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Four Rules of Happiness That You Can Ignore

Happier people are more productive, live healthier lifestyles, make better parents, and so on. But have we gotten to the point where happiness is a burden? Where the things we're supposed to do to "be happy" are causing more stress than joy?
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group of happy young people...
group of happy young people...

For the last half-decade or so, there has been a massive Happiness Movement underway in this country. Two hundred fifty-eight new books in the happiness category were published on Amazon last month. We are obsessed with happiness.

Overall, this is a good thing. Happier people are more productive, live healthier lifestyles, make better parents, and so on. But have we gotten to the point where happiness is a burden? Where the things we're supposed to do to "be happy" are causing more stress than joy?

Here are four rules about happiness that you should probably ignore if they aren't making you any happier.

1. Skip Gratitude, Just Be Happy

We all heard it growing up. "Be grateful for the broccoli on your plate, there are starving children in India." That just made me jealous of the kids in India who didn't have to eat broccoli.

Now, we're hearing it again as adults. One of the key tenets of most happiness guides is that we're supposed to be grateful. Every day. We must find and express our gratitude as a way of achieving some inner joy. And yet, I constantly hear from people who say, "I know I'm supposed to be grateful, but..." Fill in the blank: "I have less than everyone else I know;" "my job is still miserable;" "my children can be so tiring."

My reply is always the same. Stop trying to force yourself to be "grateful." It won't make you happier, and now it makes you feel like you're failing at one more thing. Skip gratitude and come up with three things in your situation that you can simply be happy about. This is a much lower standard and can include things that you would feel like a jerk being grateful for, but can acknowledge that they make you happy. For example: "I'm happy my son got detention today. It gives me one more hour of peace before he comes home."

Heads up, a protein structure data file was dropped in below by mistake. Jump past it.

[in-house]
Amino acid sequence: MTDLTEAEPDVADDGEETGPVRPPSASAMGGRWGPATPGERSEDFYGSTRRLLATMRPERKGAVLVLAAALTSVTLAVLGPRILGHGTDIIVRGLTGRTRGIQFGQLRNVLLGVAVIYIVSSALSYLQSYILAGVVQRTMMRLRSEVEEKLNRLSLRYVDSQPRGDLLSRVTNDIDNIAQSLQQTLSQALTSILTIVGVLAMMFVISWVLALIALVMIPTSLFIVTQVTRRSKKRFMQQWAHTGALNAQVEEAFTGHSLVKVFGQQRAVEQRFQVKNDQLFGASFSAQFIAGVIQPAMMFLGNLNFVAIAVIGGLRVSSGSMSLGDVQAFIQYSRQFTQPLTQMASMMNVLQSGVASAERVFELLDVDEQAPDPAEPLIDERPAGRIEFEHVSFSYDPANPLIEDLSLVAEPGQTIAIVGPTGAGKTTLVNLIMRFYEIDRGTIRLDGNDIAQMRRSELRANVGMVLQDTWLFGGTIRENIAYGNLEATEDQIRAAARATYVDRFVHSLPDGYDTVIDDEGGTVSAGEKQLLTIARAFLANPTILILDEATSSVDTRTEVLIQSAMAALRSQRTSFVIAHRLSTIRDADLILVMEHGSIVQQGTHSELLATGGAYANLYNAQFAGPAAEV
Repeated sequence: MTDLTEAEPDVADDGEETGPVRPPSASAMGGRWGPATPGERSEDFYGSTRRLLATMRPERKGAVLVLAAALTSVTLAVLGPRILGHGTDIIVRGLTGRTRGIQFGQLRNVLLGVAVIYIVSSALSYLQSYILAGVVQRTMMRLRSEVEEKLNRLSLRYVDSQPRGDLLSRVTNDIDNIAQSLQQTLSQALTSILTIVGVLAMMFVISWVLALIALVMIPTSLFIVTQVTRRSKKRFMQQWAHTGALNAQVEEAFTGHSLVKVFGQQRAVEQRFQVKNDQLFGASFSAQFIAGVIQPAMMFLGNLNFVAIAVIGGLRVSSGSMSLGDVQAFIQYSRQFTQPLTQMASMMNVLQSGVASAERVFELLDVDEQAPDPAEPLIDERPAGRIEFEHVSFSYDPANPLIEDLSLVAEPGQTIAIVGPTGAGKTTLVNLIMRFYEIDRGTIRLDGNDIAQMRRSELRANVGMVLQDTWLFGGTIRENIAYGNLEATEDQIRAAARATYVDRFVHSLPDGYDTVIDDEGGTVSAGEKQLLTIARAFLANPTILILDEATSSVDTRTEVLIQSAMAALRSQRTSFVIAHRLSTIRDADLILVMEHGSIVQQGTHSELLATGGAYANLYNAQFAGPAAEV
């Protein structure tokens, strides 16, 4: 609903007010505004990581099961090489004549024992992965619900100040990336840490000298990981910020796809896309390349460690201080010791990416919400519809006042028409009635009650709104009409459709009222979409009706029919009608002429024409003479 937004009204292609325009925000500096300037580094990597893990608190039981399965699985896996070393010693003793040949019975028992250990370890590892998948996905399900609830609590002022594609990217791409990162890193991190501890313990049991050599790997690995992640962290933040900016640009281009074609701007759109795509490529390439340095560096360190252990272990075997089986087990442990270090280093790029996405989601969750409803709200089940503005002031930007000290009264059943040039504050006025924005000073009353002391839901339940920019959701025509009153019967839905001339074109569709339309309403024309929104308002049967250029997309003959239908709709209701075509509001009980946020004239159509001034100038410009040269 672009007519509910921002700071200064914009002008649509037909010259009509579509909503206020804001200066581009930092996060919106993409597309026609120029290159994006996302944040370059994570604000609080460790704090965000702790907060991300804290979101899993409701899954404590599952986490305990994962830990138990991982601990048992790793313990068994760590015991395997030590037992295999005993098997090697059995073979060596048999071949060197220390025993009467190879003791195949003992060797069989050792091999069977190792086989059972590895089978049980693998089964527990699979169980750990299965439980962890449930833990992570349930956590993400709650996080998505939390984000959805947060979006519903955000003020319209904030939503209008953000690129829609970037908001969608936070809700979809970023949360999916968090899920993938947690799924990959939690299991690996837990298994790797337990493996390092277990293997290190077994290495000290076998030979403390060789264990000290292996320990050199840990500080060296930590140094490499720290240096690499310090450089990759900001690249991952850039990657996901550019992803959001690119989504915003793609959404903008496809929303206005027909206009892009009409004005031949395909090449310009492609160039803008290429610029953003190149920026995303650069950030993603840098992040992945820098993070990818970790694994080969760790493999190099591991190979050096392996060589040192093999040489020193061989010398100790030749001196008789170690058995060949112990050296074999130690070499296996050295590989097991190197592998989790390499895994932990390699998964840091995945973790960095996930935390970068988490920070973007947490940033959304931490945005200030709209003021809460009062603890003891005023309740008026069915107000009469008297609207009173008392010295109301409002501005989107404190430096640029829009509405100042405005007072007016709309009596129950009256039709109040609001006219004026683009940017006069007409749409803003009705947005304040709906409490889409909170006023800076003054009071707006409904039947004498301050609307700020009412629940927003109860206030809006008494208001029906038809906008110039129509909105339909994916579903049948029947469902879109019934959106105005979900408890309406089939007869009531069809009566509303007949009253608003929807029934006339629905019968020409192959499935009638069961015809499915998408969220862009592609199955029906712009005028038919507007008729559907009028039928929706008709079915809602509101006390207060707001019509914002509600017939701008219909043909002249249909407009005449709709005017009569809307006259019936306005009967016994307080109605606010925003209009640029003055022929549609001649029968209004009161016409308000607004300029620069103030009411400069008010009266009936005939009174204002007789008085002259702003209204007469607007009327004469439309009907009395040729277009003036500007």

You're not grateful that your son got in trouble at school, but allow yourself the freedom to acknowledge the small part of it that makes you happy. Happiness is a lot easier when you're easy on yourself for feeling it, and it's okay to be happy about the silver lining, even if there's a dark cloud that comes with it.

It's true that people who are more grateful are happier, but I don't know that anyone's done the definitive cause-and-effect study. Maybe it's that people who are happy are more grateful, and if gratitude is hard to reach for you in your current situation, let it go. Start with simple happiness. You'll eventually have both.

2. Yes, Happy People Complain, Too

Google "stop complaining" and you'll find dozens of sites where you can pledge to not complain for 7, 21, 30 days, or even a year. In some form or another, they all assert that not complaining will make you happier.

I have a friend who took one of those pledges. During that time, here's how our conversations went:

"Hi Melissa, how's work going?"
"I took a vow for thirty days not to complain."

"Hey, what's the pool like at your new apartment?"
"I took a vow for thirty days not to complain."

"That muffin looks dry. Do you want to send it back?
"I took a vow for thirty days not to complain."

Newsflash -- that's all complaining! To actually stop complaining, you have to train your brain to replace complaints with a positive spin, or take action to fix what you're unhappy about, if you can. Here's how that would look in the above examples:

"Hi Melissa, how's work going?"
"I have a vacation coming up in three weeks that I am totally looking forward to."